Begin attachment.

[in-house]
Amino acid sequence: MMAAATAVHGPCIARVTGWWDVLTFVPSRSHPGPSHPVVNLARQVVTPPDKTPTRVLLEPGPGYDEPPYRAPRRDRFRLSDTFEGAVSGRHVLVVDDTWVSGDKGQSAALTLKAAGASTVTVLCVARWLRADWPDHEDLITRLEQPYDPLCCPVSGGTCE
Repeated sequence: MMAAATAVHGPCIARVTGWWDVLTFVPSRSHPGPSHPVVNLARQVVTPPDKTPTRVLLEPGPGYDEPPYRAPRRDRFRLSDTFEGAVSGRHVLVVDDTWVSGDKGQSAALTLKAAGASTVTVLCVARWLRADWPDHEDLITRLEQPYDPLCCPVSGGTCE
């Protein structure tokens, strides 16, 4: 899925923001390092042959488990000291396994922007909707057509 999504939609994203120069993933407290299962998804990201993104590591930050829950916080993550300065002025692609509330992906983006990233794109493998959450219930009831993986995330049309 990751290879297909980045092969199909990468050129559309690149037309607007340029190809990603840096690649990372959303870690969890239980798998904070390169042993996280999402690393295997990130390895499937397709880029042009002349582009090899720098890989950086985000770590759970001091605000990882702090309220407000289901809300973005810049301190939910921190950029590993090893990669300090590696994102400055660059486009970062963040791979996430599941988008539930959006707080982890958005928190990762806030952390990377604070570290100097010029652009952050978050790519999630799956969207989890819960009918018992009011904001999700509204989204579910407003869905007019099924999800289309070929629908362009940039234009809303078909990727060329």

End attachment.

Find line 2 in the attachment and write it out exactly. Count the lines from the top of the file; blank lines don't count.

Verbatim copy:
Amino acid sequence: MMAAATAVHGPCIARVTGWWDVLTFVPSRSHPGPSHPVVNLARQVVTPPDKTPTRVLLEPGPGYDEPPYRAPRRDRFRLSDTFEGAVSGRHVLVVDDTWVSGDKGQSAALTLKAAGASTVTVLCVARWLRADWPDHEDLITRLEQPYDPLCCPVSGGTCE